Jesse and the Rippers Forever

Curator's Note

Though contemporary fan love for ABC’s hit television show Full House seemed to reach its pinnacle with Netflix’s April 20th, 2015, announcement of spin-off show Fuller House, the millennial nostalgia for the Tanner clan had been brewing for quite some time. Perennial millennial favorite, Jimmy Fallon, took his audience down memory lane when he invited the show’s aging stars, Bob Saget (Danny Tanner), Dave Coulier (Joey Gladstone), and John Stamos (Jesse Katsopolis) onto his program Late Night with Jimmy Fallon as their Full House characters.

Saget, Coulier, and Stamos have all had careers pre- and post-Full House, but it is these roles that continue to serve as the basis for the public's fascination. Saget had always been a “filthy” stand-up comedian, but when paired with his image as the uber-clean Tanner paterfamilias, his routines seemed even more disturbing and irreverent. In videos with celebrities as diverse as Kid President and the San Francisco Giants, Coulier’s major cultural contribution appears limited to the phrase, “Cut it out!” Even in Stamos’ promotional videos for Oikos Greek yogurt, he cannot escape Danny and Joey. These roles are defining, and have become cultural capital for those searching for a way to communicate familial dialogue.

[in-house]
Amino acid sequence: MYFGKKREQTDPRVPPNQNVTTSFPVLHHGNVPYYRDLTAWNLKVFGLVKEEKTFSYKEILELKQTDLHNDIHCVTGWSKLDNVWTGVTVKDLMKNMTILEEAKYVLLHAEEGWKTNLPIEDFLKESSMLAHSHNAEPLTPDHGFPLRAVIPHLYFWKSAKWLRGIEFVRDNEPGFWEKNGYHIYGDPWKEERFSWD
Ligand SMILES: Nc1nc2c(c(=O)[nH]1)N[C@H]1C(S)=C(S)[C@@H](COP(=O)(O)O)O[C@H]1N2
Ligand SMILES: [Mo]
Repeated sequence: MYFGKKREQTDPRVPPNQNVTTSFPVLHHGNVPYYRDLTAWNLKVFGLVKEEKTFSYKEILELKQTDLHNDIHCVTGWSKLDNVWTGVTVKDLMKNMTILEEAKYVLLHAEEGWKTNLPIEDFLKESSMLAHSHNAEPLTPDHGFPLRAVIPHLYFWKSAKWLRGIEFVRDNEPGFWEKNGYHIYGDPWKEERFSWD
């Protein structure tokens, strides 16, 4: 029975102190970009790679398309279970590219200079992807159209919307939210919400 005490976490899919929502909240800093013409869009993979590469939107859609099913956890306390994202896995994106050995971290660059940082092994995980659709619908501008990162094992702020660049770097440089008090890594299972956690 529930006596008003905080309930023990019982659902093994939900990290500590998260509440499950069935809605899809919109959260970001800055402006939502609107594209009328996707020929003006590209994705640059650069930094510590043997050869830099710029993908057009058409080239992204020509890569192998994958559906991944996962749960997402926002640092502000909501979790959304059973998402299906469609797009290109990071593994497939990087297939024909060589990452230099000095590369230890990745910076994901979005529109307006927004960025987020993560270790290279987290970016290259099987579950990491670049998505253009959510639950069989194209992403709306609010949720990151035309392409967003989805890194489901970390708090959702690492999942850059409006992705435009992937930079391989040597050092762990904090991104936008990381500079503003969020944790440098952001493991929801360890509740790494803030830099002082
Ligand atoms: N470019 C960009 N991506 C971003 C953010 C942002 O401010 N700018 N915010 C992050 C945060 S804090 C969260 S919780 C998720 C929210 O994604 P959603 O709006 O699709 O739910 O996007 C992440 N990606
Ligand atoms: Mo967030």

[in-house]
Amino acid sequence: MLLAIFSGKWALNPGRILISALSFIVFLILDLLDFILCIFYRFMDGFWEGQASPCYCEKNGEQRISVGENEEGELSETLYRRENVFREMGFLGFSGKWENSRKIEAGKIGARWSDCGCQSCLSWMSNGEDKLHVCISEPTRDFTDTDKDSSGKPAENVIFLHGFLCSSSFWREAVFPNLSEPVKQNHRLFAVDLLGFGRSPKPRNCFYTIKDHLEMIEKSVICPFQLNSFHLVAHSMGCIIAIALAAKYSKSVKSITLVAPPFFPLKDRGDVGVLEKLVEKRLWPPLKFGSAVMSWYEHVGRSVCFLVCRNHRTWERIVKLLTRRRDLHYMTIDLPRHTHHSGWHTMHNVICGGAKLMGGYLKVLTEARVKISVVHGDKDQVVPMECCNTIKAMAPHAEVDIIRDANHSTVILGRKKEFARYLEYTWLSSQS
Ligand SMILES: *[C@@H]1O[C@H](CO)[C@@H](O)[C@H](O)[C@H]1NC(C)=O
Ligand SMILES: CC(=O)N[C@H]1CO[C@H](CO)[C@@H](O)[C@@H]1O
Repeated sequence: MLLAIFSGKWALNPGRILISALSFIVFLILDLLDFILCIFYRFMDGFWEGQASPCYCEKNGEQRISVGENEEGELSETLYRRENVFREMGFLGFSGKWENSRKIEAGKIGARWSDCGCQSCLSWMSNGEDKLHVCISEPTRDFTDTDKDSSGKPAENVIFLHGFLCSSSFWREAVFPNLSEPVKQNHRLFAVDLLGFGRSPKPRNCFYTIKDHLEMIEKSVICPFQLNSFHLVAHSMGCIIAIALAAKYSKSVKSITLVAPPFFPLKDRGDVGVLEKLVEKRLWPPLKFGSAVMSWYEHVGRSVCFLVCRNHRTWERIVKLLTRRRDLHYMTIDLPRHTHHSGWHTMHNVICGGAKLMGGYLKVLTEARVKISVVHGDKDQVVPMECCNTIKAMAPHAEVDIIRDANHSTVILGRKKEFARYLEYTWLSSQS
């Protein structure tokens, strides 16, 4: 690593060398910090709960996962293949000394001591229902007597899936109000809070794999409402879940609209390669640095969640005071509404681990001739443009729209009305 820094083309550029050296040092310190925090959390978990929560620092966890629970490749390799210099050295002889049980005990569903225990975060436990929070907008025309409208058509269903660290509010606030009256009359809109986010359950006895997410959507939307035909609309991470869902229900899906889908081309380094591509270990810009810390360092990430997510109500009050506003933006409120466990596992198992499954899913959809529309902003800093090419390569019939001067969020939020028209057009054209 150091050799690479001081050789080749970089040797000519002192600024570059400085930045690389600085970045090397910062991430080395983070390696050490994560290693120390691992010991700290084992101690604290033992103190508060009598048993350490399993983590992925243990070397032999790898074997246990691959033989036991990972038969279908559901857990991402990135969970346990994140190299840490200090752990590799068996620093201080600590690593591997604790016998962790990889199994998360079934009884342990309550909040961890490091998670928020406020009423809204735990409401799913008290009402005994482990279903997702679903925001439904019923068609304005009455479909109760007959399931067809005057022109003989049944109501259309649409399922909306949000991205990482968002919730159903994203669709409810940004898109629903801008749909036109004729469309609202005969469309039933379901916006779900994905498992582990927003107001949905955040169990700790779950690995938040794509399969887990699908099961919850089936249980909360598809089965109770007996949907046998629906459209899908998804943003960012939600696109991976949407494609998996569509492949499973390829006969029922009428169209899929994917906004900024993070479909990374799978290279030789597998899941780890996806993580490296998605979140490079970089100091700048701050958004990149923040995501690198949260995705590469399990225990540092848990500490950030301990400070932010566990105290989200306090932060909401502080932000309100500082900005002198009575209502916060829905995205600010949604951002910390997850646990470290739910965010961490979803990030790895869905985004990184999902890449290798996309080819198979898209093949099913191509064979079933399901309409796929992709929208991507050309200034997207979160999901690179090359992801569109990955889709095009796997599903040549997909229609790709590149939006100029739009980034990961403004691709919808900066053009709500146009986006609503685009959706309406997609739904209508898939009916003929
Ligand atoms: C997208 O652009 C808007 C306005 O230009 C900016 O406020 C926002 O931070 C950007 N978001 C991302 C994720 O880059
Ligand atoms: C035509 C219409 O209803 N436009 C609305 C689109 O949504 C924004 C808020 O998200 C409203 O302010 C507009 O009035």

With its emotionally charged music and pep talks, Full House aesthetics become tropes of growth and maturation. In this video, from one of the last episodes of Late Night with Jimmy Fallon, Danny, Jesse, and Joey reassure the nervous Jimmy about his upcoming move from Late Night to The Tonight Show, just as they had reassured DJ, Stephanie, and Michelle they they encountered countless changes, talking through the anxieties surrounding switching from cribs to big girl beds and from elementary to middle school. For generations of people who grew up watching Full House either on the air or in syndication, the non-traditional Tanner family ritualized talking through problems and fears, and Jimmy Fallon, as purveyor of nostalgia to millennials, captures this particular televisual and generic moment and continues to make it accessible to the television viewer.

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